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Home :: Archive :: 2002 :: September ::
Olivier on the Big Screen
The Shakespeare Conference: SHK 13.1976  Thursday, 26 September 2002

From:           Brian Willis <
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Date:           Tuesday, 24 Sep 2002 17:50:34 -0700 (PDT)
Subject:        Olivier on the Big Screen

I had the pleasure and the fortune to see Olivier's Hamlet on the screen
at the Academy of Motion Picture Arts and Sciences last night as part of
their presentation of the 75 Best Picture winners. I had never had the
opportunity to see any of Olivier's Shakespeare films in the way they
were meant to be viewed: projected onto a large screen, rather than
watched on a television set.

The film is astonishing in that medium. Sure, there are a few quibbles I
might have with the production but some problems I initially had with it
disappeared.  Firstly, Olivier's performance does not seem as overdone
as it sometimes can be on a television.  Perhaps the cinema produces an
atmosphere more like the theatre than a television.

The ghost (which happens to coincide with our other thread) has only
completely worked for me as he is presented here (and in Zefferelli's
film): a quiet figure, more in sadness than in anger, cloaked in
shadows. I had never noticed before that the camera at one point,
foreshadowing the "to be or not to be" speech, almost unnoticeably,
zooms into the back of Oliver's head when he sees the ghost. Another
shot of the ghost seems to rest directly above Olivier's head.  Are we
meant to believe in this version that the ghost is produced by Hamlet's
imagination? In the closet scene, Olivier seems to be staring right out
at us for an eternity before we see an indefinite figure in the shadows
that we are meant to believe is the ghost. The atmosphere for these
scenes was certainly spooky, and understatement makes the ghost work.

I was always convinced that Jean Simmons is a brilliant Ophelia and the
screen enhances the undervalued subtlety of her performance. I have
rarely seen a mad scene that works as brilliantly as it does here (the
other being Kozintsev). The audience, mostly academy members, actually
gave small audible gasps at the points where she passes out her flowers
for remembrance and for rue. It is a remarkable achievement to make such
a veiled and reference riddled scene have resonance with a modern (and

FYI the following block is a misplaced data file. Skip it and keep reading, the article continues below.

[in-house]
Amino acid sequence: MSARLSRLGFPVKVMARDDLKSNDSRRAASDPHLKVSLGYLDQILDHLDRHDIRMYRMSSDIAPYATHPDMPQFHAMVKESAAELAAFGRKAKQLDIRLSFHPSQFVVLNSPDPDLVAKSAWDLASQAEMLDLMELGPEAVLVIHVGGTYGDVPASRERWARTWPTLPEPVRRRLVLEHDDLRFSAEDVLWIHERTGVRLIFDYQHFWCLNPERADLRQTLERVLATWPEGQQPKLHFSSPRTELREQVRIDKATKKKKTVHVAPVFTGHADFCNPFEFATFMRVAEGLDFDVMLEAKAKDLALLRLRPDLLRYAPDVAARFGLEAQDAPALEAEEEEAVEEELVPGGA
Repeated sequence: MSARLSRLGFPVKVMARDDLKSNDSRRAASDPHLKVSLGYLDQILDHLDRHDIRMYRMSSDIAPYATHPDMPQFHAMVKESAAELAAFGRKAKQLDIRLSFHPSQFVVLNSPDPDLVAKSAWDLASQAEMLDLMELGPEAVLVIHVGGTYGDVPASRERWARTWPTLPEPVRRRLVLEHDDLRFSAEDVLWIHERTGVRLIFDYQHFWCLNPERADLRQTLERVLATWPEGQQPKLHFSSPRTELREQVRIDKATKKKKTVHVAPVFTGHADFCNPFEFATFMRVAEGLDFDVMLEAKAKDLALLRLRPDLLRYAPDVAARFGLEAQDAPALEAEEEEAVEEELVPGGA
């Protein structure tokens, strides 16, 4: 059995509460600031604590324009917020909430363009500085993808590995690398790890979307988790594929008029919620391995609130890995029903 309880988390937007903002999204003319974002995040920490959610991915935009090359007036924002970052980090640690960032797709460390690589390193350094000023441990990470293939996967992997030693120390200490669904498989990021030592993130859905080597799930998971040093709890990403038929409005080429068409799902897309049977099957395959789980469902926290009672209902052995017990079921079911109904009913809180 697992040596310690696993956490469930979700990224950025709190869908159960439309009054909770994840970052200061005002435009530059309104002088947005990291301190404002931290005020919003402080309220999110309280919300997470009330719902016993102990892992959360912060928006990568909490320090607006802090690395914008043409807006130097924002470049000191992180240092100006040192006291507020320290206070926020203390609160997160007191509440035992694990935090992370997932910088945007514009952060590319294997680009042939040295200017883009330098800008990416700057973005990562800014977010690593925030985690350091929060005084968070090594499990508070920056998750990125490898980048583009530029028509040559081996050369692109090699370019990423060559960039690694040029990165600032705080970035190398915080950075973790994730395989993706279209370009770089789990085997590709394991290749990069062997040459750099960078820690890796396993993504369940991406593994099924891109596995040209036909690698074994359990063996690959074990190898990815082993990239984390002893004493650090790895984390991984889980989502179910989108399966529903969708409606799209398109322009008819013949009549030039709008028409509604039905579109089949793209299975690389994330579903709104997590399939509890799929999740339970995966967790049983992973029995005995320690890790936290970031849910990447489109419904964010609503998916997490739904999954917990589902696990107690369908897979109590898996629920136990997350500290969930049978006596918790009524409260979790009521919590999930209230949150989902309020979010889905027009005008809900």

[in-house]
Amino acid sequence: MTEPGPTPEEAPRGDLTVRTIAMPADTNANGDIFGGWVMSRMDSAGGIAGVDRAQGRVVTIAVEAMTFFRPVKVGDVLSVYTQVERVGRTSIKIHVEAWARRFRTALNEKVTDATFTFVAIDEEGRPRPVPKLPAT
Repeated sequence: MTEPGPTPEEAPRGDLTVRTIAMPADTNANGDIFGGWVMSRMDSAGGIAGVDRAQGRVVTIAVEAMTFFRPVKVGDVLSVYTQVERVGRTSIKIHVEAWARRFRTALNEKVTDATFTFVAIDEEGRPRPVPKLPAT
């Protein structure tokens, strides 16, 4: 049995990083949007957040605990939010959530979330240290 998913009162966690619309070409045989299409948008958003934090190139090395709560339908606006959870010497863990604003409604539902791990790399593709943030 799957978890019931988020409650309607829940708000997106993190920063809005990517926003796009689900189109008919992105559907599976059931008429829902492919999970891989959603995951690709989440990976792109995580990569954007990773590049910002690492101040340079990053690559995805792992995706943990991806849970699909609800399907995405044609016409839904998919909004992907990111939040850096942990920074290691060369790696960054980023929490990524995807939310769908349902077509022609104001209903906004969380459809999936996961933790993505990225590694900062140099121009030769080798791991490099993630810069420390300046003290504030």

non-scholarly) audience. It is a highly charged moment that does not
come through fully on a television. Also hard to see are the little
gestures and tugs of Ophelia at Laertes as Polonius lectures him to be
true to himself.

I have always noticed the many little things that Olivier subtly does to
break down the fourth wall in this film and many more presented
themselves on a larger screen. He does the same thing in Richard III,
except he actually speaks his soliloquies there to the camera. Here,
things are done with the camera as a window into Elsinore. The
gravedigger throws dirt at the camera, and seems to place Yorick on top
of the camera, in both instances almost as if the film were being
produced in 3-D.

All in all, the film gets some knocks for things that perhaps it does
not deserve because it has been viewed on a television set. If we are
going to critique and write about these films as the deserving
productions of Shakespeare that they are, as difficult as it may be, it
seems that they should be seen in the medium for which they were
produced. Hamlet clearly presents a much different picture to our focus
on the cinema screen.

A few last notes: Olivier's Richard III presents a unique challenge
since it was produced to be shown both on the screen in color and in the
States on television in black and white. The brilliant colors would not
have been a factor in that black and white presentation, nor would the
larger vistas have been nearly as impressive on the smaller (especially
in those days) television screens.

Also, it struck me last night that Oliver was perhaps not as wrong as
previously thought when he declares Hamlet simply as a man who could not
make up his mind. It could also lead us to the conclusion that Hamlet is
unaware of the make up of his mind, its composition, and thence can not
put his mind into order. This Hamlet is intensely aware of psychology,
sometimes in a Freudian context, and part of that context is Hamlet's
labyrinthine mind. This film is deeply concerned with that mind, and
Olivier uses some surprisingly modern camera techniques (long, twisting
and seemingly interminable shots) that modern directors such as Scorsese
and Fincher have been using ever since. What could be more modern than a
shot of Horatio watching the players and turning to Claudius, and then
having that camera slowly pan from behind the court a full 180 degrees,
across the back of Claudius's head (an interesting parallel to Hamlet in
this film), until we see Horatio from the other side watching a clearly
disturbed Claudius reflecting the mirror of nature that is presented
before him?  Brilliant and still worthy of our study.

Brian Willis

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